Let's talk about what religious freedom means

The Iowa State Capitol building is seen after short snow storm the day after the caucuses in Des Moines on Tuesday, Feb. 2, 2016. (Andy Abeyta/The Gazette)
The Iowa State Capitol building is seen after short snow storm the day after the caucuses in Des Moines on Tuesday, Feb. 2, 2016. (Andy Abeyta/The Gazette)

Guys, I think we need to talk about religious freedom. Religious freedom is a great thing, because it allows you to follow any faith you desire.

Want to accept Jesus as your Lord and Savior? You can totally do it! Do you believe that Allah is the only God and that Muhammad is his Prophet? That’s cool too! Or do you just want embrace the dark nihilism of Cthulhu because it makes you more metal? Hey, that’s your right!

You can have one god, or many, or none at all. And the government can’t tell you which faith to follow or prevent you from following your chosen faith.

But one thing religious freedom doesn’t mean is that one faith can impose its belief system on another group of people and or use it to deprive someone of their life, liberty, or pursuit of happiness.

To paraphrase a common maxim, “One’s liberty to swing their arm in any direction ends where another’s nose begins.”

I bring this up now because there seems to be a contingent of lawmakers in Des Moines that does not seem to understand this concept. Within the last couple of weeks the Iowa Legislature began considering a trifecta of religious-backed bills that serve little in the way of a compelling state interest for their existence.

There’s House File 2031 — the Bible literacy bill — designed to offer an elective class to teach school students the about the Bible. Given the state’s budget crunch, it should be noted that nearly every church in Iowa already provides this service for free.


Next, we have House File 2164 — a trans bathroom bill, a watered-down version of North Carolina’s infamously bad law.

Finally, there is Senate File 2154 — a restoring religious freedom bill so broadly written it seems you can claim religious exemption to any state or local law, except in prison. For all intents and purposes, these kinds of laws have been used in other states to effectively nullify civil rights protections for GLBT people by removing critical protections in areas of housing, employment, medical care and other daily activities.

Should schools teach the Bible?

The Gazette is showcasing multiple perspectives on House File 2031 throughout today's opinion pages.

Look for three guest columns -- from Crawley, Stump and Wichtendahl -- online and in the Sunday Gazette.

If you have something to add to the conversation, we welcome your submission.

We are committed to providing balanced coverage of local issues. Read more at thegazette.com/trust. Was this information:

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Discrimination isn’t something that can be supported constitutionally. And personally, I can’t see how it could be supported scripturally either.

Didn’t Christ command his followers in the Parable of the Sheep and the Goats to heal the sick, feed the hungry and take in the stranger? (Matthew 25:31-46)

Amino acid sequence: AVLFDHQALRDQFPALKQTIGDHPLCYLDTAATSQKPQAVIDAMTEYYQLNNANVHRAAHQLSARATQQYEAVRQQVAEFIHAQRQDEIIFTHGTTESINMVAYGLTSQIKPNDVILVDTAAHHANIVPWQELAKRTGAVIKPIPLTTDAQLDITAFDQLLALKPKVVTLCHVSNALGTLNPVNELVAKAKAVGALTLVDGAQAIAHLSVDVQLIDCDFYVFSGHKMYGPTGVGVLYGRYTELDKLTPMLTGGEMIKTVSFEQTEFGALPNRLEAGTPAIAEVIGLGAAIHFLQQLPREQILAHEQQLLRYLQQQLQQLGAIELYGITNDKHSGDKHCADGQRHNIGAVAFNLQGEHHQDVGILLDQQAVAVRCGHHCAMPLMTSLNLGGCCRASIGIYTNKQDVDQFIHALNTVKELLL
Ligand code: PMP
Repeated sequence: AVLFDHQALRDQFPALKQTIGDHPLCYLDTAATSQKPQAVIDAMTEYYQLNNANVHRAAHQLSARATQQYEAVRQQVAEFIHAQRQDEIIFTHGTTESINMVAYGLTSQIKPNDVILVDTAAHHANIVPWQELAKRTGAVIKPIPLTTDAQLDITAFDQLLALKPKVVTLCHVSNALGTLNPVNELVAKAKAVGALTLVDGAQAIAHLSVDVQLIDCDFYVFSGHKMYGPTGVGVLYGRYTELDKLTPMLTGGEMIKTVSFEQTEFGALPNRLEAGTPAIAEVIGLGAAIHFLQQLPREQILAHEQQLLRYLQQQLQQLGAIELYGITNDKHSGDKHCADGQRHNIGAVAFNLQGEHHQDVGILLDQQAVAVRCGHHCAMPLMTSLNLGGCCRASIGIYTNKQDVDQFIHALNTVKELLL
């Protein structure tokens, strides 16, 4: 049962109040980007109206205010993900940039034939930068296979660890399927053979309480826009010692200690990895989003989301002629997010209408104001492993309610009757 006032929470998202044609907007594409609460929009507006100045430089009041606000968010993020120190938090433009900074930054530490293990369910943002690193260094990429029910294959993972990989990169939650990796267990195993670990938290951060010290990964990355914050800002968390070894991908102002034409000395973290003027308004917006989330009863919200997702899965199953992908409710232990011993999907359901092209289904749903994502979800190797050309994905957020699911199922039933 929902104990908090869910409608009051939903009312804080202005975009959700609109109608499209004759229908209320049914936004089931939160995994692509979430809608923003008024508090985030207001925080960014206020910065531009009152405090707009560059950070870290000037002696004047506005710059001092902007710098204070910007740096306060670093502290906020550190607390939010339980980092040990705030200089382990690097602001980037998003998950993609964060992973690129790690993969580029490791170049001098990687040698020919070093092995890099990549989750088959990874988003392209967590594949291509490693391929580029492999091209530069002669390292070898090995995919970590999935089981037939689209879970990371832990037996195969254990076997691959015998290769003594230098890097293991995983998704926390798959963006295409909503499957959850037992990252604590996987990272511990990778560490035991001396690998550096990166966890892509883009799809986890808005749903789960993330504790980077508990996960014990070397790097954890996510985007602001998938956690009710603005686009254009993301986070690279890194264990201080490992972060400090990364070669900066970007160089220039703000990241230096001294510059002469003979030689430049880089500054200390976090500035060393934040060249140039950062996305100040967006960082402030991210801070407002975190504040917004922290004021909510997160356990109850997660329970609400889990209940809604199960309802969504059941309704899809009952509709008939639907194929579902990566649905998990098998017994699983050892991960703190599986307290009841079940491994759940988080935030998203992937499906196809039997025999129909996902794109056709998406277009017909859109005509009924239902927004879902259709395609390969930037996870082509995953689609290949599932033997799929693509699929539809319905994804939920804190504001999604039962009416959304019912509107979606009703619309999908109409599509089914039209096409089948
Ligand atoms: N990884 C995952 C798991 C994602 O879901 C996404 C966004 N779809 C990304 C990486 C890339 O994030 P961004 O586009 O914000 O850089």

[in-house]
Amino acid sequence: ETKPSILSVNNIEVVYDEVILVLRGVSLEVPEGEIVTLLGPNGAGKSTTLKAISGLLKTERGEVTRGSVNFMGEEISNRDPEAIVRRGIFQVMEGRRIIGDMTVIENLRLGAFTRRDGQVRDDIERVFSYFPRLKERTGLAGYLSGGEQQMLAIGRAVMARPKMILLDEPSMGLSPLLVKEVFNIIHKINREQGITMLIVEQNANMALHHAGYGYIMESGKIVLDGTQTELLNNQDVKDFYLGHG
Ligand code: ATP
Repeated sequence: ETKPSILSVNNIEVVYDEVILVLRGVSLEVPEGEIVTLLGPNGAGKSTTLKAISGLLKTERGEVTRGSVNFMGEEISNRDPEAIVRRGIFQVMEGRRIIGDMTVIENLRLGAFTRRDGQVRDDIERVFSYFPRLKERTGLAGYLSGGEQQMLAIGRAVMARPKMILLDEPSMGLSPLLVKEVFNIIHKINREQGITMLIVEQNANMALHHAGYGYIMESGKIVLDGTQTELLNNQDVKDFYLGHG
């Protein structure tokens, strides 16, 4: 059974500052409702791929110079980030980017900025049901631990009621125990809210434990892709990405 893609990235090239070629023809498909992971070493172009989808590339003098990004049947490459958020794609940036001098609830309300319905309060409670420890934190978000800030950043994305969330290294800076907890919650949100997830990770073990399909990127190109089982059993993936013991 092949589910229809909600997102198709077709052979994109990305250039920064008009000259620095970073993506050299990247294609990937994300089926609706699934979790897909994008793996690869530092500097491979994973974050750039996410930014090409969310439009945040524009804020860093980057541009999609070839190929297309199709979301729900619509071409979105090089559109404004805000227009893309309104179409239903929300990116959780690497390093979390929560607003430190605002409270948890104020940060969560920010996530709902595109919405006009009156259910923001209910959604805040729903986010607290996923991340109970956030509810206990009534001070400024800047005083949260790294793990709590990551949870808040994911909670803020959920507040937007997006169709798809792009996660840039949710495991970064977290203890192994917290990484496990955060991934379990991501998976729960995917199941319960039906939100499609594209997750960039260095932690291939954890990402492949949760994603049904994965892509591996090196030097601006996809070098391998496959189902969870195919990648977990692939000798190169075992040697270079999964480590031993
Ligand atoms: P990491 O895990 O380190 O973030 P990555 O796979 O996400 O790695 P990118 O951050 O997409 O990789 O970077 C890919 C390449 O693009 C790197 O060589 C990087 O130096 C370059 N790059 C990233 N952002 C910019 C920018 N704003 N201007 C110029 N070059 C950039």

Didn’t Jesus teach his followers in the Parable of the good Samaritan to show compassion and mercy to their enemies and to “love your neighbor as yourself”? (Luke 10:25-37)

Did he not stand up to the high priests and other religious leaders who demanded that a prostitute be stoned to death under Mosaic law? He dared those who were without sin to cast the first stone. (John 7:53-8:11)

I have always believed that humility, kindness, compassion to others and mercy are the values that best exemplified the Christian faith. And those values are not represented in these bills.

Speaking as a trans woman, I’ve seen discrimination firsthand. The month I trans­itioned was the same month that I was kicked out of my apartment, making me effectively homeless. It was distressing to have to ask friends for a couch to sleep on, while having to hunt for a new place to live and trying to find the right words to explain to my then-2-year-old son why we didn’t have a home anymore. It was devastating. At least I still had a good job. My best friend was not as lucky.


She moved from Tennessee to Iowa to pursue a career as a health care aide. When her manager discovered her trans status, she used every punitive measure in the book to force her out of the company. Three months after moving to Iowa, she was jobless and had to resort to delivering pizzas and driving a cab to keep a roof over her head. She moved back to Tennessee shortly thereafter.

Finally, speaking as an elected official, these bills do Iowa no favors. My first year on the Hiawatha City Council we drafted our comprehensive plan that was a road map for new small-business development and new residential properties that would be filled with young, working professionals.

But keeping and attracting young professionals in Iowa has always been a challenge. We are already hobbled with lower wages compared to our neighboring states. So why would anyone want to come here if they’re not only going to be underpaid but also risk discrimination to themselves or their friends?

It is with that in mind I ask for your help to keep these bills from becoming law. Please write and call your legislators in Des Moines to oppose these bills and tell them to instead pass legislation to make Iowa a better place and to live and work.

• Aime Wichtendahl is a member of the Hiawatha City Council.



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